Birds are attracted to trickling water sources, such as fountains. Perhaps it’s because the trickling effect mimics rain, assuring birds that the water is fresh. Moreover, mosquitoes and other insects don’t lay eggs in moving water, further guaranteeing birds of its safety.

Whatever the case might be, birds love fountains. You can make one or buy this budget-friendly SZMP Birdbath Fountain on It comes with an adjustable flow rate, a birdbath filter, and LED lights to ensure the bath remains visible to all at night.

8. Place the Birdbath Near a Shade

Shaded spots reduce the rate of evaporation, ensuring the bath doesn’t run out of water too quickly. Moreover, the algae growth rate is much slower in shaded spots compared to areas exposed to direct sunlight.

By placing your birdbath in an area with sufficient shade, you’ll be more likely to attract birds. The bath will almost always have water, in addition to being safer to drink.

9. Place Perching Spots Near the Birdbath

Perching spots near the birdbath allow birds a place to stop and analyze the surroundings before taking a dip. This is especially true for shy birds, such as robins.

Therefore, consider placing your birdbath near a tree for its perching spots and shade. Nevertheless, remember to maintain at least 10 feet (3 meters) between the tree and the birdbath.

10. Plastic Birdbaths Are Better at Retaining Regular Visitors

Birdbaths are made of numerous materials, from concrete and copper to plastic. Concrete birdbaths are prone to cracking due to temperature changes, not to mention being difficult to clean. 

Copper birdbaths work well but can pose health risks to birds due to ingesting dissolved copper. Glass and glazed pottery are other commonly-utilized materials to make birdbaths. Their drawback is they tend to be slippery.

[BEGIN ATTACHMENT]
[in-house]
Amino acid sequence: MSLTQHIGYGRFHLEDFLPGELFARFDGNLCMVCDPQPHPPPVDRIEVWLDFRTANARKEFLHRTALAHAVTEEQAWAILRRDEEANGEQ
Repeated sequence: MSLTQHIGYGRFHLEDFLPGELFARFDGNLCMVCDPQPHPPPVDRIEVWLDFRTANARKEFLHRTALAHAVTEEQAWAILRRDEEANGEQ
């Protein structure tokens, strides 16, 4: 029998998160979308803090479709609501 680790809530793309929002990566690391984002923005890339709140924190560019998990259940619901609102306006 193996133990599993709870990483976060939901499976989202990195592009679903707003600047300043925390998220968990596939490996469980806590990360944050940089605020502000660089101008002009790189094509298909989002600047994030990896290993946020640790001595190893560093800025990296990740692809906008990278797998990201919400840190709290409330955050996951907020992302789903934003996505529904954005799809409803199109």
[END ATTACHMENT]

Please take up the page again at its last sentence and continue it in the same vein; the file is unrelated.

Plastic is the only material without drawbacks, ensuring the birds always have a positive experience using it, making them more likely to return to a plastic birdbath.

11. Ensure the Birdbath Is Stable

A stable birdbath allows a bird to do its business more comfortably, thanks to the sure footing it gives the bird. Therefore, avoid hanging birdbaths; their aesthetic appeal notwithstanding.

Remember, most birds are intelligent critters that remember both positive and negative experiences. Therefore, you want them to remember your birdbath fondly. 

As it stands, providing birds with a stable bath remains one of the best ways of earning their trust since such baths feel secure.

12. Keep the Birdbath Water Warm During Winter

While birds have various physiological adaptations that allow them to stay hydrated during winter, when nearly all bathing spots are frozen solid, they will appreciate any liquid puddle they can find.

Luckily, you can easily keep birdbath water from freezing using an immersion heater, such as this GESAIL Birdbath Deicer from This birdbath heater comes with a thermostat to keep the water at a particular temperature range, meaning it doesn’t consume energy unnecessarily. It is also pretty easy to use, as you only need to place it in the middle of the bath and leave it there. how to attract birds to my bird bath

13. Change Birdbath Water Every Other Day

As its name suggests, one of the purposes of a birdbath is to give birds a place to clean themselves. Needless to say, birdbath water gets messy fast. 

Make sure to change your birdbath’s water every other day or sooner if it receives lots of visitors.

14. Clean the Birdbath Regularly

Birds can be incredibly fastidious. A study suggests that birds spend 9.2% of their day—nearly two hours—on grooming-related activities.

As you can imagine, these feathery critters are not too fond of unsanitary conditions, meaning a dirty birdbath will send them packing. Keep your avian friends around by ensuring the birdbath stays clean.

Consider giving it a thorough wash each time you do a water change.

How To Attract Birds To My Bird Bath

The feeling one gets from watching birds frolic in your backyard is priceless. That feeling becomes immensely gratifying when you know you played an active role in attracting them.

A birdbath is one of the surefire ways of attracting birds to your backyard. However, it’s not as easy as placing a bowl of water outside and letting the magic happen—you must employ proper practices to not only attract them, but also keep them coming back.

Luckily, you will have no difficulty attracting birds to your birdbath after applying the simple tips I have given you. Happy birdwatching!

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About Me

About the Author...

Richard Worden, a dedicated bird lover for over 20 years, I love to share my in-depth knowledge and passion for birds. Read more About Me and my expertise in this field.